Archive for March, 2011

  What's on: Paper Birds Theatre's Company's Others

Using the company’s trademark mix of verbatim, movement and storytelling, Others is a piece about women, and the ill-informed assumptions we make about those around us.

Paper Birds tell the story of three women, filtering their tales through movement, comedy and pathos. The principle is that the company write to women all over the world in order to better understand their life. The questions range from the mundane (what TV do you enjoy?), through to deeper questions about the women’s life and history. The result is a poetic, often moving insight into these three women’s lives. Paper Birds deconstruct the stories and voices of these women, revealing secrets, self-portraits,

The Iranian theatre-maker speaks with eloquence of pride in her culture, and the company use her letter to highlight how little we really know about the women of Iran. This is the highlight of the show – the language is beautiful and the movement sequence, as the girls spill out their various inaccurate perceptions of Iranian culture, walks the line between comedy and pathos with ease. The prisoner speaks eagerly about her life, though the more she speaks, the more heartbreaking her story becomes. And then there is the celebrity. Our celebrity never speaks – she is noticeable in her lack of response to the company’s letters, and it is this that the company use to tell her story.

The movement and use of poetic language in this piece is captivating, and there is a subtlety to the piece that is quite refreshing. I enjoyed the way it engaged the audience, and encouraged them to make their own minds up about these women. I should explain that I saw this piece based solely on my regard for the company – I watched In a Thousand Pieces with tears rolling down my cheeks, and hoped for a similar experience in Others.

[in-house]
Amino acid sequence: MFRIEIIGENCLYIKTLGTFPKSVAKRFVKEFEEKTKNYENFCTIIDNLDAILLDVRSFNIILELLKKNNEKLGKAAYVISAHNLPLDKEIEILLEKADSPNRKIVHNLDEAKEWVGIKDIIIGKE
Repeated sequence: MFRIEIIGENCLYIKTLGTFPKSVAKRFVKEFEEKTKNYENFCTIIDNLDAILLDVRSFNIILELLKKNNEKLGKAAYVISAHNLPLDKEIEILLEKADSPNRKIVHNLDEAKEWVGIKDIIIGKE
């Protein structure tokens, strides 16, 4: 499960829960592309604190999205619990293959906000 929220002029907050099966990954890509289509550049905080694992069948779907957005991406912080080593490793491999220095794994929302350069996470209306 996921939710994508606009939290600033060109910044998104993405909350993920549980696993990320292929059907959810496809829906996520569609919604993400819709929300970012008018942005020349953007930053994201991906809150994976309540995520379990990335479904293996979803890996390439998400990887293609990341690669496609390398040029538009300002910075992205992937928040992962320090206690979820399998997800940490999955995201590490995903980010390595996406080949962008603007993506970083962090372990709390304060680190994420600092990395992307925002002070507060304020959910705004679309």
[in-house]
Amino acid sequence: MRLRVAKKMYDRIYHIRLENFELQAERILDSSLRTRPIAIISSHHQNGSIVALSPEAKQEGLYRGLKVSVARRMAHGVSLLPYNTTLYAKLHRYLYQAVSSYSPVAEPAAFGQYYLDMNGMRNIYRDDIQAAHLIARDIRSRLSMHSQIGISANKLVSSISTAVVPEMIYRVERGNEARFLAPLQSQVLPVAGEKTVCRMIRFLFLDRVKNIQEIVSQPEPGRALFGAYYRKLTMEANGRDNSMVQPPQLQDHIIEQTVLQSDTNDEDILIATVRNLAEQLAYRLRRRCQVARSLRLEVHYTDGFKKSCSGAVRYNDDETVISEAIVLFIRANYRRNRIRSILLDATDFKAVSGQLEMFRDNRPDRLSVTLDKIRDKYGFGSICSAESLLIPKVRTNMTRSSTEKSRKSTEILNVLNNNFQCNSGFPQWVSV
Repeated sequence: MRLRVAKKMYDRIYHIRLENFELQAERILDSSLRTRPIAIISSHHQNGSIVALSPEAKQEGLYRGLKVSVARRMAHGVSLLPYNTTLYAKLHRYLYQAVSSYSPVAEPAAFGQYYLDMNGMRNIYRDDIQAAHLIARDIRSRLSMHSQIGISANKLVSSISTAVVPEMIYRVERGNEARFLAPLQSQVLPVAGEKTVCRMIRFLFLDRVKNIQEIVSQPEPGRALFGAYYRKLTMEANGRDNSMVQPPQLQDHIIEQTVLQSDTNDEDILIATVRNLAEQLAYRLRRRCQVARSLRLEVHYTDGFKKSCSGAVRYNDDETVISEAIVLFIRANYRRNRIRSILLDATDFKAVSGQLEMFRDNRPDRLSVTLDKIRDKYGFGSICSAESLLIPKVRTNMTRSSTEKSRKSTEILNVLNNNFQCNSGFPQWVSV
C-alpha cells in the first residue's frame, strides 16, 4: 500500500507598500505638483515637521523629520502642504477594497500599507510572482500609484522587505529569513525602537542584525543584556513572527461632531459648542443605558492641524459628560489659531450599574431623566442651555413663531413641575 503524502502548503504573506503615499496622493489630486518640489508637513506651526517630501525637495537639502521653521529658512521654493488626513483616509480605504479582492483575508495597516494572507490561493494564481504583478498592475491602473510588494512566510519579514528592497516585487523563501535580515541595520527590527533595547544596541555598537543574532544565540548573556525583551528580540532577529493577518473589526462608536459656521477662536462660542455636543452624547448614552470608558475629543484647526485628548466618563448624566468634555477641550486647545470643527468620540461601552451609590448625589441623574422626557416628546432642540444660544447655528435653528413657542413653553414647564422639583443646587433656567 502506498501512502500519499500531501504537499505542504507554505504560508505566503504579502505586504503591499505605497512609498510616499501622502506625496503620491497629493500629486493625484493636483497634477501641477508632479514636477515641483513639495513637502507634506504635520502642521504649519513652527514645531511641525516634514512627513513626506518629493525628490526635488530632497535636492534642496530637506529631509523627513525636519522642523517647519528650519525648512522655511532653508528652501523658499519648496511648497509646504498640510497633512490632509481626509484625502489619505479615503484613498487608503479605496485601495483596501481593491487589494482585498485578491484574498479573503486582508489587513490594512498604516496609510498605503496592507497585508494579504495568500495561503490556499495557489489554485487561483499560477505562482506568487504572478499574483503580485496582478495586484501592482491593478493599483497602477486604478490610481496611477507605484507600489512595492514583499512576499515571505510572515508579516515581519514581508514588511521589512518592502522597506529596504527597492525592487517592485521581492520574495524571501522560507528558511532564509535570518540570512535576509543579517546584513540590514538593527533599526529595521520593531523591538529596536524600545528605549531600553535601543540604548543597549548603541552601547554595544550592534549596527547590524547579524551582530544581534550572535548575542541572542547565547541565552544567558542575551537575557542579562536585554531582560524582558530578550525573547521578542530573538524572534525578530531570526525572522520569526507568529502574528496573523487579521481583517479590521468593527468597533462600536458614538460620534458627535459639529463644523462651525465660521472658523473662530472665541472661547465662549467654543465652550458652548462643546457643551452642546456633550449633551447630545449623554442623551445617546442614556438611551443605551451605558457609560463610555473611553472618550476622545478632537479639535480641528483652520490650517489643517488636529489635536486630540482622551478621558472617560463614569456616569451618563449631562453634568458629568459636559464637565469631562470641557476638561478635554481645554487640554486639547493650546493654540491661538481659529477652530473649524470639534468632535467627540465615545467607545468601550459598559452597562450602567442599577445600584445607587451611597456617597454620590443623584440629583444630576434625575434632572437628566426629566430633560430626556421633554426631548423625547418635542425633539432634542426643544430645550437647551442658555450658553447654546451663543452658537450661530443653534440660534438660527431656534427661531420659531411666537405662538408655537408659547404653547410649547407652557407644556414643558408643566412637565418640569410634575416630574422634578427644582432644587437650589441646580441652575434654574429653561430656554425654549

Unfortunately, Others did not impress me quite as much as their previous offering, and I was left feeling as though the piece lacked coherence. There seemed to be an attempt at deeper themes of perception, but this was not explored enough to be fully understood by an audience. The assertion that the Iranian theatre-maker was not their ‘Other’ suggests there was an attempt to find their equivalent in another woman, but this is an idea that is brushed away as quickly as it arrives. It feels a little like a wasted opportunity, as the theme we are left with, that we should cast judgement on those around us just because of their circumstances, is a somewhat muddy one considering the amount of themes and ideas that have been thrown at us.

Though the production is flawed,, I still enjoyed its gentle nature – and loved the way this company really seems to have carved out a signature style for themselves. Their fluidity as a group is intriguing, and I would like to see another of their pieces, as I really think this company has something relevant to say.


Our Private Life by Colombian playwright Pedro Miguel Rozo, is the first play in the Royal Court’s International Playwrights Season. Developed in part at their International Residency, Our Private Life or Nuestras Vidas Privadas has been produced in Colombia but appears here in a translation by Simon Scardifield. Set in a traditional Colombian village with dreams of being a town (they’ve got a shopping centre now and everything.), the story follows a single family who try desperately to appear respectable to those around them, while all the time rumours and secrets are damaging their reputations and home life. As the rumour mill begins it’s work, long buried secrets in the family come to the fore, and accusations fly from all angles as the family try to figure out who is telling the truth.

The claustrophobia of home and village life is palpable here, and is pressed on the audience by having characters turn to the audience and reveal their thoughts aloud. This sometimes took the form of comical asides, other times as extended rants. —This was an amusing device at first, the interruptions skillfully incorporated into the action without losing any of the pace or tension, though as the story progressed the device became quite limiting in more dramatic moments.